How it works
An internal combustion engine, which is what almost all cars and trucks on the roads these days have, uses a four stroke process
to convert fuel into motion.
The four stroke process of an engine is
The intake stroke is when the intake valve opens and the piston moves down to allow a mixture of fuel and air into
the cylinder. The compression stroke is where the piston moves upward and reduces the area in the cylinder thus
compressing the oxygen and fuel mixture and giving the explosion from the ignition more power. The combustion stroke
the piston reaches the top of the cylinder and the spark plug emitts a small spark which ignites the oxygen and fuel mixture. This
results in an explosion and pushes the piston downward. Once the piston reaches the bottom of the cylinder the exhaust stroke
opens the exhaust valve and the exhaust leaves the cylinder and goes out the tailpipe and completes the cycle.
The rotation of the crank shaft in the four stroke process rotates gears in the tranmission and causes the wheels to turn. This
is how the Internal Combustion Engine takes fuel and oxygen and turns it into motion.
History of the Internal Combustion Engine
The idea of the internal combustion engine dates back to as early as 1680. A Dutch physicist came up with the idea
to use gun powder to make an explosion to drive a piston. He was unsuccessful in producing a working model and the idea was never widely accepted.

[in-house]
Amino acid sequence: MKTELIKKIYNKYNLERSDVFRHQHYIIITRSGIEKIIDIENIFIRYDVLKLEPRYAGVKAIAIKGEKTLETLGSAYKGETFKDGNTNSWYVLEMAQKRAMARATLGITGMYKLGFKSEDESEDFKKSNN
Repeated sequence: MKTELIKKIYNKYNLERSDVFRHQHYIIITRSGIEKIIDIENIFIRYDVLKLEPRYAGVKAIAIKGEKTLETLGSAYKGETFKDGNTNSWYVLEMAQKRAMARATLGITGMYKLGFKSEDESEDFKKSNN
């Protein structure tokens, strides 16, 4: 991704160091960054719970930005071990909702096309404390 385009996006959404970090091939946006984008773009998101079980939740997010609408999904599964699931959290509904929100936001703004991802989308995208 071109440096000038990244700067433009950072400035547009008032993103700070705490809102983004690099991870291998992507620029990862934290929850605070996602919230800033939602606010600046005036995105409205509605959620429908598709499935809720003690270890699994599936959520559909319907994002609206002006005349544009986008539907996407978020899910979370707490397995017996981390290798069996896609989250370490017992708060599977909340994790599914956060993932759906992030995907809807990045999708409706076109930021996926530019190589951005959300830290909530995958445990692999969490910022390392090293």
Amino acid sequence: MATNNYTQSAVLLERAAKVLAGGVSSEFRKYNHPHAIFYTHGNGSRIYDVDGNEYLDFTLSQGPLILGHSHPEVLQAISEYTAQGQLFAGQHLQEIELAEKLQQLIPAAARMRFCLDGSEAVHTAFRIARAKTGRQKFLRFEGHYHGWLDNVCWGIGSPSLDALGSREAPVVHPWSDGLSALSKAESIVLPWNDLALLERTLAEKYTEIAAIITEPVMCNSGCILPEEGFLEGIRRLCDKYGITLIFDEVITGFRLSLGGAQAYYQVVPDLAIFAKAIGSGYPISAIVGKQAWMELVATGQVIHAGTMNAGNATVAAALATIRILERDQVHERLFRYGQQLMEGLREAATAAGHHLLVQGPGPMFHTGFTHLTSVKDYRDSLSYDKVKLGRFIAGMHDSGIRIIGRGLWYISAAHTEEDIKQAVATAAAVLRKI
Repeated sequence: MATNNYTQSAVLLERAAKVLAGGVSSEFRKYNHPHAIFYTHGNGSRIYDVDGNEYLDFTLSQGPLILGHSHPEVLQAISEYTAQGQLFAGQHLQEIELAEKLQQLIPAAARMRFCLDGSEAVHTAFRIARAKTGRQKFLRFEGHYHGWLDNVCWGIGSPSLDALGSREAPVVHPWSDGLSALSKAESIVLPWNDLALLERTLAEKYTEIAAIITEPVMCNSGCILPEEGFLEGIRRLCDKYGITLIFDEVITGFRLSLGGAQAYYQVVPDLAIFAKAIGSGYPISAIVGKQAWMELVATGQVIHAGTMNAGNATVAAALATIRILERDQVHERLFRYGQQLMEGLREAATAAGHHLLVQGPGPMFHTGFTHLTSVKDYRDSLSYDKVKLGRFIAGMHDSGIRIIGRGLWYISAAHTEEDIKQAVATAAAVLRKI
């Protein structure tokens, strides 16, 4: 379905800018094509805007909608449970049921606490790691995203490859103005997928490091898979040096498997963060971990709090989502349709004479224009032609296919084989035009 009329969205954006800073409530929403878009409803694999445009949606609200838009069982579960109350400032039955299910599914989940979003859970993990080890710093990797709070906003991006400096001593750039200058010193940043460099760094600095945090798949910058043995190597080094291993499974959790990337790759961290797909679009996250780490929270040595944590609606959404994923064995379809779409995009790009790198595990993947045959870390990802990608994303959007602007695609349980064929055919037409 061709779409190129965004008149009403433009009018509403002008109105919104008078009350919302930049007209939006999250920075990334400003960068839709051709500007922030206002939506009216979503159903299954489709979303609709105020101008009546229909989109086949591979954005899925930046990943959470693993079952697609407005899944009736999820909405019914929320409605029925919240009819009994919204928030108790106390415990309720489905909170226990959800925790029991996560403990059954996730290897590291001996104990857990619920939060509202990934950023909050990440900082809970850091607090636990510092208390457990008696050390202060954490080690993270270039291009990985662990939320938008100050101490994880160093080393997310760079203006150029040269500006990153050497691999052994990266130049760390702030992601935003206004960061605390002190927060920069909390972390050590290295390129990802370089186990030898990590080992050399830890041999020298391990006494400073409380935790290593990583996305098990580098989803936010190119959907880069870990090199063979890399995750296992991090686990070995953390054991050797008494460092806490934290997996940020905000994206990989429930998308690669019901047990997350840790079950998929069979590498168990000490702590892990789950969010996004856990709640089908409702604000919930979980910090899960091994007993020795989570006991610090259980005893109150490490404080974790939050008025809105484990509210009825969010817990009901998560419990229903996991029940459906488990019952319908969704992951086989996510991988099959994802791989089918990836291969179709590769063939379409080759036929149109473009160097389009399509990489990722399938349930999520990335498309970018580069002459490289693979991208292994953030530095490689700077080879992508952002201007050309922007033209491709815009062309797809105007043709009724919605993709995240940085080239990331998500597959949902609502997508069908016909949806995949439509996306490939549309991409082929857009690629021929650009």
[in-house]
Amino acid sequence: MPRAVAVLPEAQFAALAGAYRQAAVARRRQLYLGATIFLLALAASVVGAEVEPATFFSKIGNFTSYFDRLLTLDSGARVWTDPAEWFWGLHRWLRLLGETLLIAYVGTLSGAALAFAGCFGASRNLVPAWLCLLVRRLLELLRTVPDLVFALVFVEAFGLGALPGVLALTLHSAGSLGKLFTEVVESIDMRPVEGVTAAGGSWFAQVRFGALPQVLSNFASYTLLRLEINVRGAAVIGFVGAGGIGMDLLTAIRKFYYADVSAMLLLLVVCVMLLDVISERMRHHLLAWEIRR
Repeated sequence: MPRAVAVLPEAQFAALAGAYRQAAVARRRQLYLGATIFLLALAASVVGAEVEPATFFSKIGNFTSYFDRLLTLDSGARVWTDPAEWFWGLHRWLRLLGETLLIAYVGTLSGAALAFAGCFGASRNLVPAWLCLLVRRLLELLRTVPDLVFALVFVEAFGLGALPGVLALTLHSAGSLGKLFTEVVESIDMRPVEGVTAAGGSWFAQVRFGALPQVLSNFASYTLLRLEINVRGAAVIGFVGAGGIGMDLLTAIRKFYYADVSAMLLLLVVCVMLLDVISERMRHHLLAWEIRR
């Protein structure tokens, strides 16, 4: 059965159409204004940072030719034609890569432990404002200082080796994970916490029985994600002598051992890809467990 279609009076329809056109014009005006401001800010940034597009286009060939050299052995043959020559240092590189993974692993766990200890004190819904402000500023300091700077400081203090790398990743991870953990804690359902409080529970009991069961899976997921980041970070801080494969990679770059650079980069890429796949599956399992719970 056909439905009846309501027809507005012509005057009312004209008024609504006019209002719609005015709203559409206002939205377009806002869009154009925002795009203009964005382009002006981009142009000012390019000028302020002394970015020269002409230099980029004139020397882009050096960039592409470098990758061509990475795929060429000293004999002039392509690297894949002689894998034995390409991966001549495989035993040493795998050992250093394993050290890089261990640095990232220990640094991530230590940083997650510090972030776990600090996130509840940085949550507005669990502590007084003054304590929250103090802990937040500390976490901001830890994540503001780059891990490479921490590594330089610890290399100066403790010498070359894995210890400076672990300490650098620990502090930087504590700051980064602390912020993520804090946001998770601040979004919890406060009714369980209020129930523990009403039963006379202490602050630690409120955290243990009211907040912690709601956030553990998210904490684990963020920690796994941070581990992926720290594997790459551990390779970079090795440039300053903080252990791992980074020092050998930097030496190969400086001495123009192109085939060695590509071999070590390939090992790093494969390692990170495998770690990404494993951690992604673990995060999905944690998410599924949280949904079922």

In 1807 a Swiss inventor
used a mixture of hydrogen and oxygen to produce explosions powerful enough to drive a vehicle. Essential this was the idea for the very first "Hydrogen"
powered car. Although the idea would have been very useful his design was very unsuccessful. Later in 1862 a French Civil Engineer patented but did not build the first design
for the four stroke engine. Not until 1876 did Nikolaus August Otto build a successful working four stroke engine that
he patented as the "Otto Cycle". In 1885, Gottlieb Daimler improved upon the four stroke engine and successfully built the first two wheeled
vehicle and a year later the first four wheeled vehicle. In 1886, the same year Daimler built the first four wheeled internal combustion
engine powered vehicle, Karl Benz received the first patent for a gas-fueled car. Benz's and Daimler's designs were the precursor to the
modern vehicle we drive today.